“Our members are proud of their military service, we have women Veterans from all branches of service and who have served in WWII, Korea, Vietnam, Gulf and Iraq Wars; and our oldest member is 101 years old. Our organization is interested in preserving the history and memories of Women Veterans within our area in PA as well as helping Women Veterans in need.

We all had our various reasons for joining the military, but you won’t find any in our group who are disgruntled or with negative attitudes.We are sisters at Arms.”

Invisible Warriors: In Their Own Words presents stories of the challenges, obstacles, and hardships that female veterans experience. There is also an underlying sense of them being part of a sisterhood, and of them having been of service to some thing they consider bigger than themselves. Many are proud, many are glad that they served, and they all have stories—some good and some bad—to tell .

By letting our county’s servicewomen tell their stories, “Invisible Warriors: In Their Own Words” presents us with the ladies who consistently show their pride for their service to our armed forces. They are grateful to have had the opportunity to serve, forge lasting friendships, and grow through surmounting the obstacles and challenges they faced in their complex experiences. From across our country, the women who tell their stories in “Invisible Warriors: In Their Own Words” let us know about the group of people we sometimes don’t realize we need to think of equally when we “support our troops. They are survivors of extraordinary circumstances and their stories are diverse and authentic. With each interview, we tap into rich veins of life experiences that have not been mined. We hear and learn from our living “unknown soldiers” and their pride and strength is apparent and inspirational. They are always grateful when they have their chance to finally be heard, and our understanding of this country’s military is more complete as we hear what they have to say.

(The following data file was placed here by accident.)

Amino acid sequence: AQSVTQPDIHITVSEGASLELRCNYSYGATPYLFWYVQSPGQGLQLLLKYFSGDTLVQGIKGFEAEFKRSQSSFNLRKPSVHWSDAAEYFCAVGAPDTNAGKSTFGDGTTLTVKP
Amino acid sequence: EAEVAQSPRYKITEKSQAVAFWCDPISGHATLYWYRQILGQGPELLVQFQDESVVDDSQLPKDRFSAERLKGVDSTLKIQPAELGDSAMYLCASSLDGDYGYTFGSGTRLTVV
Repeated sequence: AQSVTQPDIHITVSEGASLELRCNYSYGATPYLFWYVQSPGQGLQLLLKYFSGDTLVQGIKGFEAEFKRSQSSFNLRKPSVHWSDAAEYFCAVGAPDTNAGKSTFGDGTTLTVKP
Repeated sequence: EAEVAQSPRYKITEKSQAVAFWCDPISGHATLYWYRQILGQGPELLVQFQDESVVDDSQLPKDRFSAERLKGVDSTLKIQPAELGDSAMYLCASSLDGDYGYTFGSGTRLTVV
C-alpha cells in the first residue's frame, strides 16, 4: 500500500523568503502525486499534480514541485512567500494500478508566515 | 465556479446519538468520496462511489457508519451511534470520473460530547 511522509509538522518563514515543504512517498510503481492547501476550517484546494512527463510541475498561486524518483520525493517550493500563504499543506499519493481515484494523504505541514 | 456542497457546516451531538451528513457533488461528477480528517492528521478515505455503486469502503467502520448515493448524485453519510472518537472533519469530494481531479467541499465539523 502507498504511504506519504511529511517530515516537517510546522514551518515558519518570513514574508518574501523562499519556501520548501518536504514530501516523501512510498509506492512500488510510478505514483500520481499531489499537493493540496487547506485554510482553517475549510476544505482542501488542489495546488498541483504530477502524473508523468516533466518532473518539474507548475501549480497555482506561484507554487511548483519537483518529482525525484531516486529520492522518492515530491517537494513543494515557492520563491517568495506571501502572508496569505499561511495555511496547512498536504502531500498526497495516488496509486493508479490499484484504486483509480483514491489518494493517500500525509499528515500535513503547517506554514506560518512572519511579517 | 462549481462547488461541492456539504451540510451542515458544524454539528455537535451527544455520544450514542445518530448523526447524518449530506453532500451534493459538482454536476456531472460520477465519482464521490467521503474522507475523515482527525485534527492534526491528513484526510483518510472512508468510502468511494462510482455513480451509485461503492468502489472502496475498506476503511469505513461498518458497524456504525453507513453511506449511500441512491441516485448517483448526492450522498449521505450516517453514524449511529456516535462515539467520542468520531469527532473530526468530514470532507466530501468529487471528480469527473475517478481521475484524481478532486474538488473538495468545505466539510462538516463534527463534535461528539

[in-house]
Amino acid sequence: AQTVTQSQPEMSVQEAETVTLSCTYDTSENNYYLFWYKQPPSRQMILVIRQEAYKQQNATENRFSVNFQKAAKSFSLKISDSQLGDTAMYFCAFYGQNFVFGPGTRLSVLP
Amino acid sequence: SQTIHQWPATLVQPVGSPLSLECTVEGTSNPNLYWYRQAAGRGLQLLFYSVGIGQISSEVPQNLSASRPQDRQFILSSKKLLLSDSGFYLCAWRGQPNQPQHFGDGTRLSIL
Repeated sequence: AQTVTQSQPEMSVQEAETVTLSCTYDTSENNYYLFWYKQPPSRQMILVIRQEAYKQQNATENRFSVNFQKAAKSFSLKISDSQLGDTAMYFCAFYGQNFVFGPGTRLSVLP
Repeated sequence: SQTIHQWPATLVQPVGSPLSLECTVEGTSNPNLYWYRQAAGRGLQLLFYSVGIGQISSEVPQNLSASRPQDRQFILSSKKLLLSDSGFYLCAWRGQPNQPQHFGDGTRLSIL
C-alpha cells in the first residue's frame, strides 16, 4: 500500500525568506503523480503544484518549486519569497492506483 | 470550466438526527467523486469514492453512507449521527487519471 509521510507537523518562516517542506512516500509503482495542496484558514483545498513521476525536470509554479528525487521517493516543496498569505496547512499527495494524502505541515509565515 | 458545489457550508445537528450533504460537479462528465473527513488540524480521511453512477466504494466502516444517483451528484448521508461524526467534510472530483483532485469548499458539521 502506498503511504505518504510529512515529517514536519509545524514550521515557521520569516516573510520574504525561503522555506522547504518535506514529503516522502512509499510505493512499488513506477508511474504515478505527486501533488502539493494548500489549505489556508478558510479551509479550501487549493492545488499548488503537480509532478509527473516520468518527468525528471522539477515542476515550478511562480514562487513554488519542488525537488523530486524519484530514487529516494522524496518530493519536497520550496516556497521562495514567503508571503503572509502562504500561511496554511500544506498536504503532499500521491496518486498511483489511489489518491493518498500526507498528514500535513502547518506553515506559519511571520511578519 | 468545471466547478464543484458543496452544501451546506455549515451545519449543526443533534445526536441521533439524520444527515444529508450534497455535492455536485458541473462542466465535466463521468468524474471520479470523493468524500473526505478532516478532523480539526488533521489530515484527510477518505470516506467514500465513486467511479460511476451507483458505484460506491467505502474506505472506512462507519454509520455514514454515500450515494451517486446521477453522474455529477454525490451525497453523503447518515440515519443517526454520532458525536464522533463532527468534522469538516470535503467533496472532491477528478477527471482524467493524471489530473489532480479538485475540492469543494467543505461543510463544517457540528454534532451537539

Wendy Shear is the daughter of the late director/producer Barry Shear & actress Sondra Roe Shear. Born in Brooklyn, NY, she moved to Beverly Hills California when she was 6 years old.

Growing up, Shear spend most of her free time following her father & learning the business first hand on numerous productions.

Escaping/graduating Hollywood High School, she went straight into working for KLAC/KMET radio & then making the leap into the music business. It was there she met her first husband; a road manager for The Who; & moved to London for 5 years. There she worked for Universal Television.

Being a child of Hollywood, the marriage went south & Wendy went west back to California. There she began her TV/film career in earnest, working as an assistant director on such shows as “Dynasty,” “Wings,” “Sisters,” & Clint Eastwood’s iconic film, “Every Which Way But Loose,” to name but a few. She also did some 2nd unit direction on several shows & the stunt unit of “Dukes of Hazard.”

Shear went on to marry again, a Belgian Baron & yes, after 10 years, that too came to an end.

In 2005, Shear felt the need for a new life & moved to New York. There her years of experience has come to fruition, giving Shear the chance to produce several indie films as well as the golden opportunity to direct her first feature film, “The Camera’s Eye.”